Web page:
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ObamaCare enrollees should brace themselves for another year of double-digit premium hikes.
Average premiums for plans sold through the state and federal insurance exchanges will jump as much as 32% next year, according to a recent report from actuarial firm Milliman. Consumers in some markets could face 80% rate hikes, according to a separate analysis from Blue Cross Blue Shield.
Democrats have pounced on these projections to blame the GOP for “marketplace sabotage.” Senate Minority Leader Chuck Schumer, D-N.Y., remarked that “Republicans and the Trump administration own any and all increases in health care premiums for American consumers.”
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The Affordable Care Act (ACA) established health insurance marketplaces where consumers can buy individual coverage. Leveraging novel credit card and bank account micro-data, we identify new enrollees in the California marketplace and measure their health spending and premium payments. Following enrollment, we observe dramatic spikes in individuals’ health care consumption. We also document widespread attrition, with more than half of all new enrollees dropping coverage before the end of the plan year. Enrollees who drop out re-time health spending to the months of insurance coverage. This drop-out behavior generates a new type of adverse selection: insurers face high costs relative to the premiums collected when they enroll strategic consumers. We show that the pattern of attrition undermines market stability and can drive insurers to exit, even absent differences in enrollees’ underlying health risks. Further, using data on plan price increases, we show that insurers largely shift the costs of attrition to non-drop-out enrollees, whose inertia generates low price sensitivity. Our results suggest that campaigns to improve use of social insurance may be more efficient when they jointly target take-up and attrition.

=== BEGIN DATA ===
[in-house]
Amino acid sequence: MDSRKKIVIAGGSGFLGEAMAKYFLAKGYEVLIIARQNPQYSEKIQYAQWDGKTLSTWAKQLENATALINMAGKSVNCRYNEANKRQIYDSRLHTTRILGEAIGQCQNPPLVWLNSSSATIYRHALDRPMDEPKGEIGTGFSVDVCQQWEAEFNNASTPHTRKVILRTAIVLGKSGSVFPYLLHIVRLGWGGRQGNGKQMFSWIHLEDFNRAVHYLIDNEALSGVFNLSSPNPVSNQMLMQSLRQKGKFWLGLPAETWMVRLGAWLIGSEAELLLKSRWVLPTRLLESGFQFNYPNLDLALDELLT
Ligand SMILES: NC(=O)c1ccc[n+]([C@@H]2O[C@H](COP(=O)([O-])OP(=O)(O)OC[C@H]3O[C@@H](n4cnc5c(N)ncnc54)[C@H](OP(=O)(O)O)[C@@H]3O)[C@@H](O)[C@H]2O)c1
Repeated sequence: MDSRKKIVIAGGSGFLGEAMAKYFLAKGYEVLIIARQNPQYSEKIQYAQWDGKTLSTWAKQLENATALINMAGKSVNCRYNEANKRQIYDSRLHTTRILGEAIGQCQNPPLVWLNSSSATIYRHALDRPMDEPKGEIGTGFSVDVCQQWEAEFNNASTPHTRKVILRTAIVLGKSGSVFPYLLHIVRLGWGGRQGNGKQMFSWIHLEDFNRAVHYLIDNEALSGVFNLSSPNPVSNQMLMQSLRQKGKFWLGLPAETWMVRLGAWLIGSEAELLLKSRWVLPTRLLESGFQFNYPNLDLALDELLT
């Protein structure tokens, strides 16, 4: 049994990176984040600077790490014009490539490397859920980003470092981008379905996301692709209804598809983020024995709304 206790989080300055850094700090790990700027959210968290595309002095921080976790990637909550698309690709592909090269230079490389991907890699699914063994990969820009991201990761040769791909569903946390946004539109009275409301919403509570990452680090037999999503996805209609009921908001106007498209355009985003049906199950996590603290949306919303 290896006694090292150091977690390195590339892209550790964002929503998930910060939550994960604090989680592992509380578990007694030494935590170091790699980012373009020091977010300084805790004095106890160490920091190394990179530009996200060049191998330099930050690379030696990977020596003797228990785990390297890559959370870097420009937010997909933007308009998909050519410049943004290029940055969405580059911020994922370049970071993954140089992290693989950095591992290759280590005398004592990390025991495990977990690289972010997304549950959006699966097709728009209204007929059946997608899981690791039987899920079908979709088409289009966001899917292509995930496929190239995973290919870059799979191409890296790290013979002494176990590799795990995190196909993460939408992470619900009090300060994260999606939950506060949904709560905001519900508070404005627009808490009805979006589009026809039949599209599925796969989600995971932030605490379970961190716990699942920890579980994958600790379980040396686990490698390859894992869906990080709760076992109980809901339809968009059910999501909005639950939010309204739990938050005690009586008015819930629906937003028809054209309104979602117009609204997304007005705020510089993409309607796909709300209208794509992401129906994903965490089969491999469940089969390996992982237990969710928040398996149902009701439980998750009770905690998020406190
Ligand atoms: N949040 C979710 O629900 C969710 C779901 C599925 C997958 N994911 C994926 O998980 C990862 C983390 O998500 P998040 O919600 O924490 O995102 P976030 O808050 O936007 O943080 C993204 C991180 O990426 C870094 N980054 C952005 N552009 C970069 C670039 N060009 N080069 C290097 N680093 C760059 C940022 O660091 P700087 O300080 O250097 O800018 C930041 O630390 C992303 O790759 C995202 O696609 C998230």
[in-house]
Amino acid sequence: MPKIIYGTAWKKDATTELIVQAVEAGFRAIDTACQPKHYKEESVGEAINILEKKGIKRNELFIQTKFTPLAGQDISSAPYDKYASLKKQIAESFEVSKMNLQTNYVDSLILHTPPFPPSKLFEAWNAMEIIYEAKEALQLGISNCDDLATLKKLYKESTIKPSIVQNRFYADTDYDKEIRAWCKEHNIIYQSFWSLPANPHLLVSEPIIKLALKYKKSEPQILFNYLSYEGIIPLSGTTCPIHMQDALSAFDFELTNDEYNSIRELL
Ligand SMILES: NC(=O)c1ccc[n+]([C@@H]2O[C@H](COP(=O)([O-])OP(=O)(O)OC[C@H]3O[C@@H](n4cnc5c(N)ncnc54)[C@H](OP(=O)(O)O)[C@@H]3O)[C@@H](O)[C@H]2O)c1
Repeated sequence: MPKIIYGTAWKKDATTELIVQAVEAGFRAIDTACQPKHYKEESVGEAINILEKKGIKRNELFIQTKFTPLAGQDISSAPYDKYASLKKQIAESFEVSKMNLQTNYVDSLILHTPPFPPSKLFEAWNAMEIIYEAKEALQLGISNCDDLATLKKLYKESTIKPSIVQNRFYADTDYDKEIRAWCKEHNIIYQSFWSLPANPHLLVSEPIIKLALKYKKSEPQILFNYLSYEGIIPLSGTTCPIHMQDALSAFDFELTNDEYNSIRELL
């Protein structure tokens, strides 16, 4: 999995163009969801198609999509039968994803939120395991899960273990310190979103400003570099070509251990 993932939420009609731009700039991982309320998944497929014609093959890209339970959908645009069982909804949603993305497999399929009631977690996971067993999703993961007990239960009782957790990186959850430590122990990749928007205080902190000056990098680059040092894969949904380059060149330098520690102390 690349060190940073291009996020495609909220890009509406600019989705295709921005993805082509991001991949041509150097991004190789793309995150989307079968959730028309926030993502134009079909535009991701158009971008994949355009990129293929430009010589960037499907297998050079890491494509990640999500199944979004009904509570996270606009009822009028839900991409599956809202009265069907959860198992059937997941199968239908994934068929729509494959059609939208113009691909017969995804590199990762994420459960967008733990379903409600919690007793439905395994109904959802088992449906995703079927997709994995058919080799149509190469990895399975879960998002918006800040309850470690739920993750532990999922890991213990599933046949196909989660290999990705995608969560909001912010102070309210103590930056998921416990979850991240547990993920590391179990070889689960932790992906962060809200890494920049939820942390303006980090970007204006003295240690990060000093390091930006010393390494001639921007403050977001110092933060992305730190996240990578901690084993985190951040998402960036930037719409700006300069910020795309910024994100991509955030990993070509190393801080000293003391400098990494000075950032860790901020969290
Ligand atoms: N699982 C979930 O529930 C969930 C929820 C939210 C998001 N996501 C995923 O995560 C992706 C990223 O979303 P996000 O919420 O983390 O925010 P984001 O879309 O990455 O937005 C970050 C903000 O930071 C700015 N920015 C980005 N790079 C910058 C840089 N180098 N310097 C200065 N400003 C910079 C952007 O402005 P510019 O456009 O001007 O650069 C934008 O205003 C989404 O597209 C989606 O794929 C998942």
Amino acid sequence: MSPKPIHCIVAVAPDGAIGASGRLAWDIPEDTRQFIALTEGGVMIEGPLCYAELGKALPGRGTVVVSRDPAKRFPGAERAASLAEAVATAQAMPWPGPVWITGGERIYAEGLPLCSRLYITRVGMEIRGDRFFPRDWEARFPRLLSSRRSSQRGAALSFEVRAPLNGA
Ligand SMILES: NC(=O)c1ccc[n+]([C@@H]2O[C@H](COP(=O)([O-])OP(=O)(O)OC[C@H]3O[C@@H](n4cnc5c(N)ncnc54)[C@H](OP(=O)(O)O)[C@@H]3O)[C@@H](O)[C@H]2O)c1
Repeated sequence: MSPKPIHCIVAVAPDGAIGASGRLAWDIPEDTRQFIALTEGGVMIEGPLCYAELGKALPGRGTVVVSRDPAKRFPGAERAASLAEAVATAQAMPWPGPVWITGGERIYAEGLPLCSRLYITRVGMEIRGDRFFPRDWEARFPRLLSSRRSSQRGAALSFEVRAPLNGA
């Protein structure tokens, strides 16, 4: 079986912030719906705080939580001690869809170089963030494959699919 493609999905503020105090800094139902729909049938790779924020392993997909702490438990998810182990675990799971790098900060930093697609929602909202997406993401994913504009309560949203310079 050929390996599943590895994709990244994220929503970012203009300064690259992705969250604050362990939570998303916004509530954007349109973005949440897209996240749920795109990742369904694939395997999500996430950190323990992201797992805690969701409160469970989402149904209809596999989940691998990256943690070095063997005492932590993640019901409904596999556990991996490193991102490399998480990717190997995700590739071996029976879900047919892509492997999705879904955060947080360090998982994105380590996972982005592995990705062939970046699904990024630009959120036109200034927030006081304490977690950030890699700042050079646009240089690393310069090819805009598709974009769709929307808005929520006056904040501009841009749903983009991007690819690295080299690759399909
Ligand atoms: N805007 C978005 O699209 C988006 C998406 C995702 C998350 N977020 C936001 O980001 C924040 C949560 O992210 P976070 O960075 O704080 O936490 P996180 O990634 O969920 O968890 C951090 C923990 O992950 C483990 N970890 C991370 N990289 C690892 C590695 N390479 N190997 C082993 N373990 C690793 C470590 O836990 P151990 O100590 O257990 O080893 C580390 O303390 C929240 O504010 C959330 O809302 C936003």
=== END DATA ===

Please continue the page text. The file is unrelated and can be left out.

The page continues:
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Republicans are in a predictable spot as they head to the midterm election: The party failed to repeal ObamaCare, and the press is waving around double-digit premium increases for 2019. Democrats are pinning the blame on Republicans, though the basic problem is still the structure of the Affordable Care Act.